Yet here they are playing with the big dogs - acting like they can keep up with the best out there today in computer, mobile and even tablet technology.

Last night I saw no less than 6 articles on new Dell products being released soon. Most are mobile phones. But there was also an article or two on their tablets called the Streak5 and the Looking Glass.

Here are just a couple of the articles on the mobile phones they unveiled yesterday:

Needless to say I was a bit surprised last night with the flurry of activity.

Dell definitely wants back into the game - so should we let them? :)

Enabling the Love-Hate Relationship

It amazes me how many things in life invoke the love-hate relationship quandary. You know how it works, but I'll give you a couple examples just in case:

First, are the snowplows that come by during the winter months. I LOVE the fact that our streets stay plowed. But HATE the fact that they can't drive and typically scrape sod off my lawn...

Second is the street sweeper that comes through in the spring. I LOVE that all the dirt, sand and pebbles are gone from the long winter. But I HATE the fact that the sweeper breaks up the asphalt along our curb and makes an even bigger mess.

And I could go on and on (automatic sprinkler heads, electronic devices, technology, etc.) but I don't want to bore you.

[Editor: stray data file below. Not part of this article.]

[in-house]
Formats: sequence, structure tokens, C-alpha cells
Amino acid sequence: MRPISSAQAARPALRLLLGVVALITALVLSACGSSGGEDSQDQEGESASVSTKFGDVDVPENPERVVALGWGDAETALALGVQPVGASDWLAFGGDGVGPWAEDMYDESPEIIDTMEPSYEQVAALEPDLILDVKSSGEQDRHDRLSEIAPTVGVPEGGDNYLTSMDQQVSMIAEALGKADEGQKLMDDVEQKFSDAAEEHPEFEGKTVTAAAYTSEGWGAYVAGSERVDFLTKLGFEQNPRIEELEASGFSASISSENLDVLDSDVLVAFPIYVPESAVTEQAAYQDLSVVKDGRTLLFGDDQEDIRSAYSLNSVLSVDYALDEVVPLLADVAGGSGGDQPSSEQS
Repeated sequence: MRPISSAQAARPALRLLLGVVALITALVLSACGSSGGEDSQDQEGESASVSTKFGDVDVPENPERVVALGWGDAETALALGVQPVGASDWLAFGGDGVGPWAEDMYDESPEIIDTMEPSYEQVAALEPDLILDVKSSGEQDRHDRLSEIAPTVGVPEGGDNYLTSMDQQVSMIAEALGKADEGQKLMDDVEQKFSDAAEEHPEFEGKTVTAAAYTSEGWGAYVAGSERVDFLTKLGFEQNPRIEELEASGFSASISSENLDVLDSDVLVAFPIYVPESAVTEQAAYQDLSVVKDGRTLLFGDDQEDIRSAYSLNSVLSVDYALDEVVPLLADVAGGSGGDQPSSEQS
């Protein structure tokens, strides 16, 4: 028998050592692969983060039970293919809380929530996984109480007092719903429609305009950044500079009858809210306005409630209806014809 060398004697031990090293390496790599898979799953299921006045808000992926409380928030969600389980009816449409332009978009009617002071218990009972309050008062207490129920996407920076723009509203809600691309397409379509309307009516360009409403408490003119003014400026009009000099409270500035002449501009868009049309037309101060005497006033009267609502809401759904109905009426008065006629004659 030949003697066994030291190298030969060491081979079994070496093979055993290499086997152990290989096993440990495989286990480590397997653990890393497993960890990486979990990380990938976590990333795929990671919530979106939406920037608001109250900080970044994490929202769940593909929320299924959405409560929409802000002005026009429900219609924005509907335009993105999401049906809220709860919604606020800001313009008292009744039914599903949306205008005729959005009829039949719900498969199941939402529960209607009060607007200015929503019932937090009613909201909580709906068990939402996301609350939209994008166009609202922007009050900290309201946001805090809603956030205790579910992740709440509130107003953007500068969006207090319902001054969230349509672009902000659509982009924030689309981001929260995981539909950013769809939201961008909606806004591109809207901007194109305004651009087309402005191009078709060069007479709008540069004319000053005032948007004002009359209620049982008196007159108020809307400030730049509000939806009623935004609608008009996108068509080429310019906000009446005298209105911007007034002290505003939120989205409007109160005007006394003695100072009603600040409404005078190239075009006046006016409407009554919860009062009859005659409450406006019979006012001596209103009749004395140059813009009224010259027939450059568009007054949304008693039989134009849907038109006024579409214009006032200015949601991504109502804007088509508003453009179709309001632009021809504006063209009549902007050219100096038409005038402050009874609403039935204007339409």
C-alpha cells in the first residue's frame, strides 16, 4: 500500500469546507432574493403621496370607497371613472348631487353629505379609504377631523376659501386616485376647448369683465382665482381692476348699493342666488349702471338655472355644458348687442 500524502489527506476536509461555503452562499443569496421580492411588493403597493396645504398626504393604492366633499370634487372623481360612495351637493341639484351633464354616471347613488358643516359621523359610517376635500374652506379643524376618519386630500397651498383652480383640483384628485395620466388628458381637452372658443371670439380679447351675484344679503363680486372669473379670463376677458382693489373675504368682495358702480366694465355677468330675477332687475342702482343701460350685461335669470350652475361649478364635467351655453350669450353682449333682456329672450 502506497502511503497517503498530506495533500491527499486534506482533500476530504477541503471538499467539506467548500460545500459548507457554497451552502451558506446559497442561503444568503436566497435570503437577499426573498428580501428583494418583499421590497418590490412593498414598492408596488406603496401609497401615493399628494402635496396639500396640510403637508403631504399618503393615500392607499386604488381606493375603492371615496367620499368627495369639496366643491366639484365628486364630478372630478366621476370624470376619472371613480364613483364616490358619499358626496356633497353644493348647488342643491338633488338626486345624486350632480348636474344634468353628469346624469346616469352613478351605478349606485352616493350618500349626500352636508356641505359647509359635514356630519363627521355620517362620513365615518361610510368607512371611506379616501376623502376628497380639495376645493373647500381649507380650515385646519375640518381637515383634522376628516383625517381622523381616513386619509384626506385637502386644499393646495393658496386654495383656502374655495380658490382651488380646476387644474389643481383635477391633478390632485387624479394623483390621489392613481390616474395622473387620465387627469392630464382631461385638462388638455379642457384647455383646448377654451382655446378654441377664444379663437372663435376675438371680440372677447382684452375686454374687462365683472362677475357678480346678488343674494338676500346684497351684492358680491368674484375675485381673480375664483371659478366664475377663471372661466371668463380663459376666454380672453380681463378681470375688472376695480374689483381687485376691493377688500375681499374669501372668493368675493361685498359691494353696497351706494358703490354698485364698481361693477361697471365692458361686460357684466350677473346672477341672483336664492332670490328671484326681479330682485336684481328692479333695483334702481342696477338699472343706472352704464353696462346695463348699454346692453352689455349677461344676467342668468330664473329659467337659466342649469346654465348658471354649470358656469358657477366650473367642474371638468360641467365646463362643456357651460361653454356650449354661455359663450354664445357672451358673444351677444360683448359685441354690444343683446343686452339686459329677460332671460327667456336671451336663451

So what are we doing with our websites and our web strategy to keep from enabling a love-hate relationship with those that visit us?
I won't lie, we can't please all the people all the time. But for the most part, do we give people a sense of "zen" when they visit? Or do we so frustrate them, that the good our sites do end up being hated at the same time?

At Granger, we have a short list of things we know have the potential to provoke this response in people. We try to knock things off the list as soon as possible, but aren't always successful.

I guess the most important thing is to recognize them for what they are and work toward minimizing their impact on our visitors.

Do you struggle with this as well?

07 April 2010

Are You Kidding Me?

I have access to an iPod Touch for testing purposes since I own a Zune HD and need to see how development projects look on Apple platforms.

I don't typically use it that often, so when I went to the App Store to look for the new PayPal App I was greeted with an upgrade message like the following:

The Terms of Use have changed since your last purchase. Please review and accept them before proceeding.
Then I noticed this at the bottom of the screen: Read more: Page 1 of 92.

What?! 92 pages of legal mumbo jumbo in order to use a service?

Wow...I find it amazing that someone could actually come up with 92 pages of legaleze to begin with (granted - this was on the iPod - so there are probably fewer pages if viewed on a laptop).

And (for all of my Apple loving friends) I'm not saying this is specific to Apple - I'm sure I've seen the same thing when activating other software.

But seriously, I find it interesting that the Terms of Service or Terms of Use can actually be more detailed than the application or software we are using...

So do we do the same thing? When building websites do we have more help documents and "required for this website" requirements than we do web pages?

If so - I think we need to pull back and ask ourselves if we like visiting websites with 10 different requirements just to view their content.

Maybe it would change the way we design and develop...